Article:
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Recognizing the reality of imposter syndromeWhether you are a law student, articling student or a junior associate, it is easy to be trapped in the mindset that you don’t measure up. Recently, I came across a number of TED Talks on imposter syndrome. They were interesting, informative and, above all, the concepts were applicable to any student that is gearing up for September or any young lawyer starting out in their career.
Monday, 26 June 2017 09:00

Incoming 1Ls: Some tips before you begin

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Incoming 1Ls: Some tips before you beginWhile it may seem as though the fall is weeks away, it will be here in no time. For those who have been accepted to law school (congratulations) or those who are patiently awaiting a response from their prospective schools (stay patient), it may be worthwhile to take a few hours to think about your upcoming school year. However, before I offer some tips, make sure your summer before law school is relaxing. The best thing an incoming law student can have: a calm and clear head. Nevertheless, the first semester of law school is a whirlwind — it’s OK to be prepared.
Tuesday, 23 May 2017 09:00

School’s out, stay organized

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School’s out, stay organizedThe summer has begun and some of you have just completed your first year of law school — congratulations! Hopefully after the release of grades you are able to relax and enjoy the time off from school and remain optimistic about the next two years. The majority of students that have finished 1L will likely find themselves without the highly coveted summer law student jobs and that is perfectly fine. It is now time to perfect your job application package, in preparation for the major law student recruit during 2L. Here are some suggestions to utilize the time you have over the summer so that you remain stress-free when the applications are due.
How pro bono work made me a stronger advocateMahmood always presents well: He’s clean shaven, well dressed, gracious and polite. Soft-spoken, with a medium build and slight frame, and, though not yet fluent, he speaks English proficiently thanks to Canada’s English as a second language program for immigrants.
Monday, 08 May 2017 09:00

Tradition in form, change in substance

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Tradition in form, change in substance“You're a strange dude, Ian.”
Monday, 24 April 2017 09:00

Not hired back, a new door opens

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Not hired back, a new door opensAt this time last year, my articling term had nearly come to an end. I still hadn’t heard the news I’d been waiting for: Would I be hired back after my call to the bar?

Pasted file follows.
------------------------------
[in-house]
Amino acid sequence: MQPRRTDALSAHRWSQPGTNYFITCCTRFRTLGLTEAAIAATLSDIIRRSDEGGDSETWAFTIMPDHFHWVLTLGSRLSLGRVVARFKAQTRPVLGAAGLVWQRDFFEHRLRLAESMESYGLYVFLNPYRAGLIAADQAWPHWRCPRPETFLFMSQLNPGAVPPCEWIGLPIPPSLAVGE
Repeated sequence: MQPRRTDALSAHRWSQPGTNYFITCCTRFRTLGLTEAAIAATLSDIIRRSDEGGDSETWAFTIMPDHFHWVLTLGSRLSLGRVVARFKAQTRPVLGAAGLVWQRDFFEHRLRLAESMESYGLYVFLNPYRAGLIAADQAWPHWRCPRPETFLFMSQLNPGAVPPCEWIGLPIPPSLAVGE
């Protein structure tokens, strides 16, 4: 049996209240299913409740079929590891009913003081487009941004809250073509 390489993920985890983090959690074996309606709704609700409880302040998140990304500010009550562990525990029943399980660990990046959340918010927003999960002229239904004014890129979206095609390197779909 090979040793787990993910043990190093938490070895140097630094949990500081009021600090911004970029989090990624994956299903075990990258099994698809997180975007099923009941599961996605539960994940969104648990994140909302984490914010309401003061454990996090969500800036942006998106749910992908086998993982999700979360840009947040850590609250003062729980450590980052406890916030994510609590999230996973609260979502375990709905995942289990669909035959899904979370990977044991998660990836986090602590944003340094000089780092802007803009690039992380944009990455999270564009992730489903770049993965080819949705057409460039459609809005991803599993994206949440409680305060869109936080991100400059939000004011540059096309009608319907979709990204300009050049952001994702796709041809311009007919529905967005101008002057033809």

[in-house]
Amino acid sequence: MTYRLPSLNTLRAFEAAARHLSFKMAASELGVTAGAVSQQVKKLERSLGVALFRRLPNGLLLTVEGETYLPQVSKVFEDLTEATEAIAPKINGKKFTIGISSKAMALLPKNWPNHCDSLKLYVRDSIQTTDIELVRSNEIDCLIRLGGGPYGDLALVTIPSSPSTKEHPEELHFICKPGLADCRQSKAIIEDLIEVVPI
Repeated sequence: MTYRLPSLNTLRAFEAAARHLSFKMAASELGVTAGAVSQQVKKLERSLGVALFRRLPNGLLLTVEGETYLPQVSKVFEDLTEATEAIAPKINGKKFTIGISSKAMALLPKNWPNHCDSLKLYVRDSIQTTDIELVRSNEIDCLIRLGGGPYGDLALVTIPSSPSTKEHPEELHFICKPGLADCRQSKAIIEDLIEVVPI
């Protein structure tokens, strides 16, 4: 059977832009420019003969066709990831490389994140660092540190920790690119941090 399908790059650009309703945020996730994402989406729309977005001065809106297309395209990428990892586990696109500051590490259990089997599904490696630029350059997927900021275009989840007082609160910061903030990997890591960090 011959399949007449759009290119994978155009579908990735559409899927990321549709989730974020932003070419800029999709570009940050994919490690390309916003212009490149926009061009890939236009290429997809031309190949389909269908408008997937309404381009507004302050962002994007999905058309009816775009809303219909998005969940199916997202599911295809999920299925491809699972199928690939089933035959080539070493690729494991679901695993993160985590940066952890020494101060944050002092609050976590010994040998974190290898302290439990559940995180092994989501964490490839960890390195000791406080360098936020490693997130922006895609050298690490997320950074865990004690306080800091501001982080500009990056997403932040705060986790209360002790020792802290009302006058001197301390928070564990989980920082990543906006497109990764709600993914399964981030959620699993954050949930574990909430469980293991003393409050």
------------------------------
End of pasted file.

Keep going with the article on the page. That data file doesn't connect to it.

Monday, 24 April 2017 09:00

The value of mentorship

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The value of mentorshipThis past school year has had its share of highs and lows, but I can attribute some if not most of my success to the mentors who provided me with sound advice and guidance throughout school, the hunt for employment and life in general. I have three people I turn to consistently when faced with an issue, and I can’t recommend having a mentor enough! Mentorship means different things for different people. For some, it’s an informal lunch or chat over coffee; for others, it’s a formal meeting. Either way, having a mentor throughout law school is of tremendous value.
Monday, 27 March 2017 09:00

In defence of the LSAT

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In defence of the LSAT“A new era has dawned for prospective law students.” So began a piece the other day in the Fulcrum, the University of Ottawa law student newspaper. What the author was referring to was the recent announcement by Harvard Law School that it would accept the Graduate Record Examination in lieu of the Law School Admission Test as the basis of an application for admission to the JD program. 
Law conferences: The many benefits of participationAttending a law conference last week, I had the chance to participate in the Canadian Law Student Conference, hosted by the Windsor Review of Legal and Social Issues. Now in its tenth year, this annual conference held in Windsor, Ont., invites students from across the country to present their own research papers and gives them the opportunity to win an award based on their paper or presentation.
Supreme selfie: Talking A2J with a former Supreme Court of Canada justiceJudges, lawyers, law students and the public continue to grapple with the access to justice crisis that is far-reaching across the country. Too often, we lament that the system is too complex, too slow and too expensive. The most marginalized members of Canadian society experience significant barriers navigating the justice system on a daily basis.
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